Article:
• Most just gossip, ie, that Nesrine Ben Ali El Materi is “naive and clueless”,
  • or that her husband Mohammed Sakia El Materi feeds his pet tiger in Hammamet four chickens a day (but are the chickens organic!),
  • or that Imed and Moaz Trabelsi are addicted to stealing yachts from French bankers and painting them over, the way that mafia’s here in the USA steal and dissemble cars, etc, etc.

Juicy reading perhaps, but less than meets the eye at first glance until such remarks are put in context.

Even the more substantial stuff, was, with a few exceptions (the shopping list the Tunisian military would like get as U.S. aid), “not new” :

  • the general state of the country
  • the corruption of the economic sector that seems to know no bounds of those closest to the Ben Ali and Trabelsi families in economic matters,
  • the intensified levels of repression against journalists, social movements (students, trade unions) that has reached epidemic proportions
  • the impact of the social uprising in Redeyef in 2008.

We could have found out about all of this – and most of us did – elsewhere. No not much of this was new,…the ambassador would have done better reading Le Monde, Liberation or Nawaat to be honest.

After first reading the documents, a distinct sense was that the embassy, in reality, does not know that much about Tunisia. It has little feeling or understanding for what is going on “on the ground”; while aware of the growing discontent and social movement there seems to be little or know contact or even interest in speaking to people outside of narrow government circles.

And for its part, it appears that the Tunisian government (like many others) is not particularly forthcoming to American authorities, as if to hide as much as possible. In these cables, the Tunisian government gives the American embassy as little as is possible. Embassy contacts with independent voices are severely restricted. But what surprises me, is the willingness of State Department reps to accept these limitations! The Tunisian authorities seem to know how to play U.S. paranoia about Islamic fundamentalism, overstate “the Iranian threat”…ie, giving the State Department what they want to hear to elicit aid and modern weaponry.

Now the suggestion that all is not well in the US-Tunisian relationship is, I would argue, very serious stuff. More on this below.

All that is not “new”, but it does have some substantiate many things that both Tunisians and others have thought about what is going on in the country:

  • that the place is corrupt today almost beyond belief,
  • that the human rights abuses are getting worse – the torture, the forced detention, the atmosphere of fear that permeates the countries beyond the hotels and beaches of Sousse,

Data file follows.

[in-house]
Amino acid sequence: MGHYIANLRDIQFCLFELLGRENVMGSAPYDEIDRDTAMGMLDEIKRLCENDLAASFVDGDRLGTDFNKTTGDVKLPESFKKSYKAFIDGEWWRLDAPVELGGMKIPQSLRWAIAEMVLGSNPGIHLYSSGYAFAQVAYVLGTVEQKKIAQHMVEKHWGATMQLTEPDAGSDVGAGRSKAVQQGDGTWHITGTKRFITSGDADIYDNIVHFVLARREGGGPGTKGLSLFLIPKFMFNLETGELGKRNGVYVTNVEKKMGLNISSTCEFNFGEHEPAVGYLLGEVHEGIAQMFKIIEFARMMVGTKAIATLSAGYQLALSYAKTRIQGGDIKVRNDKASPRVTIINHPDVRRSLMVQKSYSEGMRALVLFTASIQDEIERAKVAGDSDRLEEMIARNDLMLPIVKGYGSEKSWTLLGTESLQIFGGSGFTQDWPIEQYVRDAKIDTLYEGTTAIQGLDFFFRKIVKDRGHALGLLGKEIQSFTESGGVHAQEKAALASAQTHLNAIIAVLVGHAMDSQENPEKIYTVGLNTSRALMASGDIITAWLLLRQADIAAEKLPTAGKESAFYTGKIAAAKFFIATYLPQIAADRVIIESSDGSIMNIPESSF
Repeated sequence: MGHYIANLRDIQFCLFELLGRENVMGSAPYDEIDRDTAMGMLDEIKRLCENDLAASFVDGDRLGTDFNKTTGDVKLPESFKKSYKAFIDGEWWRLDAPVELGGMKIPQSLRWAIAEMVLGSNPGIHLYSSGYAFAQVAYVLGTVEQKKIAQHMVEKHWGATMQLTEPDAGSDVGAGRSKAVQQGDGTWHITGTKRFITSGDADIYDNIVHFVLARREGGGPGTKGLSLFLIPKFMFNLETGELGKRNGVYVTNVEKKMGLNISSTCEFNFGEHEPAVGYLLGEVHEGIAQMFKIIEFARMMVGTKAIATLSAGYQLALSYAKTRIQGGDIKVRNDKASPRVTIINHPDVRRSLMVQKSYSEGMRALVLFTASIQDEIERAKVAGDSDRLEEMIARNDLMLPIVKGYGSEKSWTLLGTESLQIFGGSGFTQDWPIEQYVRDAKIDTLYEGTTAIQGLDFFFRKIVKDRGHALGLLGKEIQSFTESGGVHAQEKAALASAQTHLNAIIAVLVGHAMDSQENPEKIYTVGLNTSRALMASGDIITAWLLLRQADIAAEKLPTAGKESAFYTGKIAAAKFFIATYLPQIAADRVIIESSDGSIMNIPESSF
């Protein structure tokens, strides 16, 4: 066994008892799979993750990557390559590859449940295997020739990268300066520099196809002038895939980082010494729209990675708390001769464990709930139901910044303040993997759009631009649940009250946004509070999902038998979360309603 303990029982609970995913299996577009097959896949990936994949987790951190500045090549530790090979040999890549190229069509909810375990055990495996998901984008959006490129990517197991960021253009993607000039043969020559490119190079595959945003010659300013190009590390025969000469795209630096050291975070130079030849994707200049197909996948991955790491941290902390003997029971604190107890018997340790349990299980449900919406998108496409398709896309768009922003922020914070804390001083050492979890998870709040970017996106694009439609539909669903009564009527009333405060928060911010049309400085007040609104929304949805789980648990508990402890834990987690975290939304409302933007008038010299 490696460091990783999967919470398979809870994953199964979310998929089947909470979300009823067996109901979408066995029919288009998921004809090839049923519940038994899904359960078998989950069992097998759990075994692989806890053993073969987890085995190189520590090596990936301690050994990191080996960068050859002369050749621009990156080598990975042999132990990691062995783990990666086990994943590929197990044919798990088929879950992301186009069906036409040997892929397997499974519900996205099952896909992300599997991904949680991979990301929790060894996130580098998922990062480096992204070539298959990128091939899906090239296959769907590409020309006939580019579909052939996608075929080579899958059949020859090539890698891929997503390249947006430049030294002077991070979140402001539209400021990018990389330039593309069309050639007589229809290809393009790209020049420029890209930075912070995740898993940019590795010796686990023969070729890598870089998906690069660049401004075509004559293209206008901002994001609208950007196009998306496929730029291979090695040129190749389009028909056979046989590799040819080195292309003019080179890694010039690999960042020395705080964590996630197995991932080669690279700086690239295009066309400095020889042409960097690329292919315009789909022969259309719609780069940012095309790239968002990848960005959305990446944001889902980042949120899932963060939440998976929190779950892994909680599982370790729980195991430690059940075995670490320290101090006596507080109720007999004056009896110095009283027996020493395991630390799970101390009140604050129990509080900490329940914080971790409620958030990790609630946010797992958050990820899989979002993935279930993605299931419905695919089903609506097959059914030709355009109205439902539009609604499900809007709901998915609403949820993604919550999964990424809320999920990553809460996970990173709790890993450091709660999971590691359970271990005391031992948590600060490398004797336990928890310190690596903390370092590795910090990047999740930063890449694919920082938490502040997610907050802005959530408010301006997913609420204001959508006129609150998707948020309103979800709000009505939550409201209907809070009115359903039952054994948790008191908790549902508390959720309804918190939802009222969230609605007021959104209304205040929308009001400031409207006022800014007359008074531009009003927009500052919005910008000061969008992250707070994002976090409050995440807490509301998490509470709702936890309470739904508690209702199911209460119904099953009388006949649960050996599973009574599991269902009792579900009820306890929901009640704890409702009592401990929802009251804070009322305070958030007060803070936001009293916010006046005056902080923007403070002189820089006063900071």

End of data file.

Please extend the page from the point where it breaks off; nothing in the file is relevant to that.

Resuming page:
• that the “economic miracle” is something less than that.
  • Or put another way, that the U.S. State Department has become aware of the many-sided crisis which has been perculating in Tunisia for a long time, and which has these past few years exploded into a general crisis of society, so much so that not even the U.S. State Department – which has known about it all along – can any longer avoid. The cat is out of the bag. The cables substantiate this.

And something else is going reading between the lines, a kind of dangerous dance that on some level the two sides are both aware of: it is as if the State Department is probing Ben Ali: are you still useful to us, they seem to be asking. And he is responding, “why yes, of course’. Tunisian authorities are somewhat defensive, nervous one would say and while the US ambassadors are not particularly rude, they are actually “diplomatic’, they have made mild criticisms to Ben Ali himself, to the Tunisian foreign secretary. And the cables themselves make the situation clear: all is not well in the relationship.

3.What is “the problem” for U.S. Tunisian policy?

Not that complicated. No the Obama Administrations has few illusions about Ben Ali. Remember even what I would describe as our least eminent president, George Bush, found it necessary to make a public criticism of Ben Ali to his face not that long ago! The problem is this: the U.S. would like to see change in Tunisia, but only that change that supports the status quo; the cables suggest that Washington no longer cares that much about Ben Ali today nor sees him as particularly effective in helping realize US strategic goals, but they are concerned with who might replace him.

That is the problem… those damned reformed movements! You can never tell which way they will go and if they will, either economically or strategically go off in another direction. After all, look at those Latin Americans – Ecuadorians, Venezualans, even Brazil, Bolivia and Chile all seeking their own path to development, snubbing the World Bank, IMF etc. An “uncontrolled’ reform in Tunisia could well have consequences far behind the little country itself…thus one must (or the State Dept. must) tread carefully.